Review of 2019

January 2nd, 2020 No comments

2019 was a busy, exhilarating, but often stressful year with lots of highs and lows. In my day job I continued as Head of Music at the University of Aberdeen and made some useful contributions (I think!) and tried to do my best for academic music-making in the ancient institution. My research was overwhelming focused on the publication of The Music of James MacMillan that was released in June to good reviews (so far!). There were three successful book launches and some good times with the great man himself. I also gave a paper on his music in Stirling in May and wrote a chapter for the forthcoming MacMillan Studies. Read more…

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On Morten Lauridsen’s ‘O Magnum Mysterium’…

December 21st, 2019 No comments

Another year flies by and Christmas is upon us again with its gaudy mix of over-indulgence and introspection (with a cheery dose of political uncertainty added for extra measure). Each year I try to fashion a festive blog entry on a piece of Christmastide music that I find appealing, or interesting, or irritating, or something that solicits some sort of emotion in the run up to this most busy of holiday periods. Each year it becomes just a little more difficult as the pool of pieces becomes ever shallower, and this time is no different especially as it is the tenth year of writing one of these blogs. Where does the time go? Anyhow, I cast my mind to thinking of Christmas music and it didn’t take long to settle on a piece, mainly because I’ve been to several performances of it in the past month – Morten Lauridsen’s O Magnum Mysterium.

Now, I’m going to nail my colours to the mast early on – I’m not a huge fan of Lauridsen’s music – but that is a different story for a different day. What I will say is that I am a fan of this piece and if anything, the over-familiarity of this well-worn carol has somewhat dimmed its impact and the very fine piece of composition that it represents. For if any piece embodies the beginnings of a whole generation of composers, or a whole style or school of composition, then it may well be O Magnum Mysterium – arguably without this piece a whole American ‘sound’ of modern music may never have come into being. Perhaps I’m over-egging the Christmas pudding a little, but there is probably some truth in it. Read more…

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The Month Ahead

November 29th, 2019 No comments

There are a few performances (that I know about…) coming up in the Christmas period, some of which I will able to make. The first of which is the London premiere of my recent Salve Regina (2019) given by the City University Chamber Choir, conducted by Rory McCleery. This will take place at St Clement’s Church, Finsbury, London, on the 04 December. Later in the month, I will be at Keble College, Oxford to see Jubilate, conducted by James Potter, give the English premiere of I sing of a maiden (2016) on Friday 13 December. This will be a special night as we present the winner of the choir’s twenty-fifth anniversary composition competition in the same concert, for which I was a judge. On the 18 December, I’ll be in London with The University of Aberdeen Chamber Choir for a performance of There is no rose (2013) in the university’s annual ‘Celebration of Carols’ at St Marylebone Parish Church. Then I’m off to the Lake District and Oxfordshire for Christmas!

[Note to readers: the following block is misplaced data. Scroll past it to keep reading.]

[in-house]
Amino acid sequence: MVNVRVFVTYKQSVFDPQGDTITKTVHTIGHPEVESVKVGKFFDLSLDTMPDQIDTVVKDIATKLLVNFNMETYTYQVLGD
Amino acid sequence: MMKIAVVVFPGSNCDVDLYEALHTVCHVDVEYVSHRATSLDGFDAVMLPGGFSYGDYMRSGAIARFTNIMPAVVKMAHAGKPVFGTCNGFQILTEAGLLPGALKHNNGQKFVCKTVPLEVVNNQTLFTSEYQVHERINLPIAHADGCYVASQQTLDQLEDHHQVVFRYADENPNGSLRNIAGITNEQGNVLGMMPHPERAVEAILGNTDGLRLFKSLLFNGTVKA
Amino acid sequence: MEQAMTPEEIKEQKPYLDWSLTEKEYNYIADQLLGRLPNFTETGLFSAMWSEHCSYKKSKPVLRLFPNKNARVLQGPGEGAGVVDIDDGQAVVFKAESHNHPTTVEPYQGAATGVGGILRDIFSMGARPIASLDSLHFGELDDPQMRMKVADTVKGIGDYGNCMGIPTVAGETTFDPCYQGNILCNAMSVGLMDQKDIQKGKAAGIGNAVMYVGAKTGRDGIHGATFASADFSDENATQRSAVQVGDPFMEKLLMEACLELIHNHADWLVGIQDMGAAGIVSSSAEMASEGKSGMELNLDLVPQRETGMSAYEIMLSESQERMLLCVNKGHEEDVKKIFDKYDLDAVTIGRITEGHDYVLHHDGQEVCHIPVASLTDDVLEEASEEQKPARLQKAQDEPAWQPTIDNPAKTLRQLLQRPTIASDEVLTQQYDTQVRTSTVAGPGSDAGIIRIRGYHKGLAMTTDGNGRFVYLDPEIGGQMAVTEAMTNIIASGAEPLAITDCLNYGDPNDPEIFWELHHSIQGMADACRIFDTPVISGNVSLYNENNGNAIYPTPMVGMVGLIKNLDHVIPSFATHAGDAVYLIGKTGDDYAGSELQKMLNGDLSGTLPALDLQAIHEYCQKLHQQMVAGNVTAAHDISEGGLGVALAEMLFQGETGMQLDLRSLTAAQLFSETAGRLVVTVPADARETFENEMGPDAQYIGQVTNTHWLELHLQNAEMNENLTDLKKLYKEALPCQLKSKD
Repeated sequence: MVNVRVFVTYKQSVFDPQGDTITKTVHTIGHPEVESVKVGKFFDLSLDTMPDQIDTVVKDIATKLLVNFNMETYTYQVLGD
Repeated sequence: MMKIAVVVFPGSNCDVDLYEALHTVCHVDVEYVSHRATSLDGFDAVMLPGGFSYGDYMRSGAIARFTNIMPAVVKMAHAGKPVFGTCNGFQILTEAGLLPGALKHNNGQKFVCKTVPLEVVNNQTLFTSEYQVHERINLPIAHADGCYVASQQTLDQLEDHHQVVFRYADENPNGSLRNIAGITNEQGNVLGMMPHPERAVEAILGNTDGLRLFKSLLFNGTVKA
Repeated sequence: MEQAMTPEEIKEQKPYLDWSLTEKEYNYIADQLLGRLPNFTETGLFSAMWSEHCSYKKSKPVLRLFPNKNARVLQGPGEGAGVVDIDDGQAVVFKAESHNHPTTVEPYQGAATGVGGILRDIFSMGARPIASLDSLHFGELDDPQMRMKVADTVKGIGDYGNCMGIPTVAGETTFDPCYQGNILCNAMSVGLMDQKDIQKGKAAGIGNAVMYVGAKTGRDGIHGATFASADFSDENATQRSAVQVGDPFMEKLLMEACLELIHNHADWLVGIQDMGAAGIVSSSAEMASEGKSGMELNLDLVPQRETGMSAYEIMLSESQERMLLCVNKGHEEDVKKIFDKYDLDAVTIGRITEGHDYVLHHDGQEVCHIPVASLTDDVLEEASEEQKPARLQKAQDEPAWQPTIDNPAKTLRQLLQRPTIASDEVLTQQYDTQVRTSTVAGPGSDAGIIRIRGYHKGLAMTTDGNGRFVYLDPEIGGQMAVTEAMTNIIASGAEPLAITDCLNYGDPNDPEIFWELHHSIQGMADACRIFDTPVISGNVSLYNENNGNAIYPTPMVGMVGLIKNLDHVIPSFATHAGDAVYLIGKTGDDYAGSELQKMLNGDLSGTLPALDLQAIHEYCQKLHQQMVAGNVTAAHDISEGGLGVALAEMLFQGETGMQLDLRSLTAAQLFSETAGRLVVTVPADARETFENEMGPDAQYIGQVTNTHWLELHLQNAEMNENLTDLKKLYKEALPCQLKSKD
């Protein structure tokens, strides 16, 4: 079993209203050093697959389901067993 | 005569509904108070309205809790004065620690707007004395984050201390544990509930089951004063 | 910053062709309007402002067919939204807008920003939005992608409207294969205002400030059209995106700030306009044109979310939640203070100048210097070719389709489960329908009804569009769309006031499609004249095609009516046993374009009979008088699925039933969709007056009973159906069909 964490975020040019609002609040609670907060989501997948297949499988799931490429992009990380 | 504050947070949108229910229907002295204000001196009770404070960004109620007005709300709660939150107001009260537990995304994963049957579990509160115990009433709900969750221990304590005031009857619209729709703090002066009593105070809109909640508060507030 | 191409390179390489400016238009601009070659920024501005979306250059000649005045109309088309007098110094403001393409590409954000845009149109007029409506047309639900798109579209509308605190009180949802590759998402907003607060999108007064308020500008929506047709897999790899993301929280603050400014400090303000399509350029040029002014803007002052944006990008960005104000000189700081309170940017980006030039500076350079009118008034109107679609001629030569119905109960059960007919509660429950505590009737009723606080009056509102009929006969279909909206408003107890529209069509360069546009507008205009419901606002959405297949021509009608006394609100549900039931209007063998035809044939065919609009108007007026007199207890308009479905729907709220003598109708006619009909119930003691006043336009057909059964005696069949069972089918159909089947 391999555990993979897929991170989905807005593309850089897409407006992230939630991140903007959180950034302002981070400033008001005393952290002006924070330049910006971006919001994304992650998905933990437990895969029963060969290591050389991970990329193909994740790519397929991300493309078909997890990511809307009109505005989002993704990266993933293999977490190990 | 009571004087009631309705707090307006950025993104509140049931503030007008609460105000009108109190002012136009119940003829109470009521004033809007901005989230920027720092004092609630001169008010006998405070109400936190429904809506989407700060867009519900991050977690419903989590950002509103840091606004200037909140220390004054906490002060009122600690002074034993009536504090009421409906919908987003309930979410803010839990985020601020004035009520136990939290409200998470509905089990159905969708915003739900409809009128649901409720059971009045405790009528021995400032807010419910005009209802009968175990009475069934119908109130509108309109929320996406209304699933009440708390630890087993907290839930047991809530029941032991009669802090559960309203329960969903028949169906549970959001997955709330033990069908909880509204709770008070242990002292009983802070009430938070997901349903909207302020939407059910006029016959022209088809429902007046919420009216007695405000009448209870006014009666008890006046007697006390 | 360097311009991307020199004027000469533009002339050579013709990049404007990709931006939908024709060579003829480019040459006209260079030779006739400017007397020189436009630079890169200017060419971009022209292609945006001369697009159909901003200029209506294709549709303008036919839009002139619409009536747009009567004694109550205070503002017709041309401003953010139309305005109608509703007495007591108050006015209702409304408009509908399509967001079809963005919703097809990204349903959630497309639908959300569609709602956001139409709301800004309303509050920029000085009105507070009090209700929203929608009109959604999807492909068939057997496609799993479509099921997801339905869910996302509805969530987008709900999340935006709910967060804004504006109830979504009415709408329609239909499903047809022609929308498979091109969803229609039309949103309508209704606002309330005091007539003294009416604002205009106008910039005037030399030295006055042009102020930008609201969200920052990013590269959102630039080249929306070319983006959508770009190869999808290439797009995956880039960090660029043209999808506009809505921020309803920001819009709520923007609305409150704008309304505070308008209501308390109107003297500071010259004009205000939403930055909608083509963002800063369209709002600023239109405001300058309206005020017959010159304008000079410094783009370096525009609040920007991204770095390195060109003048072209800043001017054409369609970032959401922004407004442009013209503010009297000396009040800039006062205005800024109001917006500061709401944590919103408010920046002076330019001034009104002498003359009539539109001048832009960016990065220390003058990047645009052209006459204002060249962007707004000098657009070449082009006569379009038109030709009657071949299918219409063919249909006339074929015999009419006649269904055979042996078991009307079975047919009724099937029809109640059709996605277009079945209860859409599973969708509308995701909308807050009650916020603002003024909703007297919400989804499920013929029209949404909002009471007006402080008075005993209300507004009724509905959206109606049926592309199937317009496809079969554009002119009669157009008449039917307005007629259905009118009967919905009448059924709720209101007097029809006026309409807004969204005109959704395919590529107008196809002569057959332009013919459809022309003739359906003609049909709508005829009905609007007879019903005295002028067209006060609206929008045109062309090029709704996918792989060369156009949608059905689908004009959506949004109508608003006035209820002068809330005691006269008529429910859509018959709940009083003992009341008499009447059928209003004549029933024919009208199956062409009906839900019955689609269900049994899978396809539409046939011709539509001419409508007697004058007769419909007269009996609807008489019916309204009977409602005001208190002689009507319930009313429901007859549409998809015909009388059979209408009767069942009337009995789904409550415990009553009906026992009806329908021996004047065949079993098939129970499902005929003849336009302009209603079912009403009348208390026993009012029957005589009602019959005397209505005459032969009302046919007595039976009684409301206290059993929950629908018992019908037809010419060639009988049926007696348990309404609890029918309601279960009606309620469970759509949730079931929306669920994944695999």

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On Forgetting How to Write Music…

October 1st, 2019 No comments

About a year ago I wrote a blog entry entitled ‘On Not Writing Music’ where I discussed how little music I had written that year and how strange it was for a ‘professional’ composer not to be composing. And I was left wondering how and when I would get back on the compositional horse. It was a classic. Well, it wasn’t, but it generated some discussion and got me thinking about the process of writing music and when I might look forward to creating something new again. Well, fast-forward to the tail-end of 2019 and I have recently tried to mount that horse and I can tell you neither me nor the horse is currently enjoying this ride (I am however, enjoying this horse-riding analogy), so I thought it a good opportunity to write down my thoughts again before they race off to the next hurdle (I’m quite good at this…). Read more…